Shifting priorities in Software Architecture

changed prioritiesIn the last few weeks I've had a few discussions and meetings to explore new opportunities. Several of them were related to software products and services. It made me also realize how in recent years the priorities in software architecture have shifted.

Years ago when you had a good idea, probably technology driven (not that this is really relevant), you created a great value proposition. The value proposition would define the functionality and feature set of your product. Once this was clear you as quickly as possible build and application to expose the functionality to your customers and users. The application in many situations was very technology driven and for the user interface, at best, the Microsoft Windows guidelines would be followed to create some consistency. You start to generate some income, collect user feedback and the application evolves. It gets a bit more complex and new requirements for usability and integration are slowly emerging. You address the usability with primarily an adjusted graphic design and small adjustments, because the architecture is a bottleneck for safely making larger changes. The integration is covered by adding a extra layer, we would call it an SDK in these days. The product is successful and you need to think about cloud and web adoption.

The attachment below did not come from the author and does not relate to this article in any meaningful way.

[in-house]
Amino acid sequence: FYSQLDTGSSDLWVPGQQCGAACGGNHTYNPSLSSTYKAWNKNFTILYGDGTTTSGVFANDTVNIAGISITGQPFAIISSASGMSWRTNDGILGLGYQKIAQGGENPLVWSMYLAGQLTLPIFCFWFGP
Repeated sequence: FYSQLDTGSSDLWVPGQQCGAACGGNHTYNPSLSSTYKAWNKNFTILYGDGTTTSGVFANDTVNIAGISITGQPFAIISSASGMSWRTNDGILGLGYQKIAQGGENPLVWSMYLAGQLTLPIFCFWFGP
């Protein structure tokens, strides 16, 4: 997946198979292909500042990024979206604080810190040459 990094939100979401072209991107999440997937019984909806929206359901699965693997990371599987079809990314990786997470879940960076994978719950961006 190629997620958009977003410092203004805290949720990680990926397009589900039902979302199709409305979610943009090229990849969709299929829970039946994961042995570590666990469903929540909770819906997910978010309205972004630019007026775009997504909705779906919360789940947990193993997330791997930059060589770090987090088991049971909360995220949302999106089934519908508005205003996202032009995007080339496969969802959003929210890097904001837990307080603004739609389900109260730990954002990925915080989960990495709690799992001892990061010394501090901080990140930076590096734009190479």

Today the starting point for a web/cloud based product or service is still a great value proposition defining the functionality. However a key change from the early days is that a product or service can only be successful with a very targeted and specific user experience for the different users in your target audience. The web and consumerization of IT have raised the user expectations and they are changing and becoming higher and higher quicker than the functional changes. You are challenged to constantly deliver updated and improved experiences to fulfill the expectations of your customers and users. You need to incorporate these new requirements for adaptability into your architecture. You solve this by isolating the functionality and provide and API to this functionality. On top of the API you can now build excellent experiences for very specific users and easily integrate your product or service with others. An easily accessible API, preferably build on open standards, allows you to become much more agile towards your user experiences and quickly scale the number of specific experiences.

This has completely changed the priorities you need to give to your software architecture.

It brings also new challenges, especially for existing applications. How are your dealing with these?

Image: Barbara Agnew

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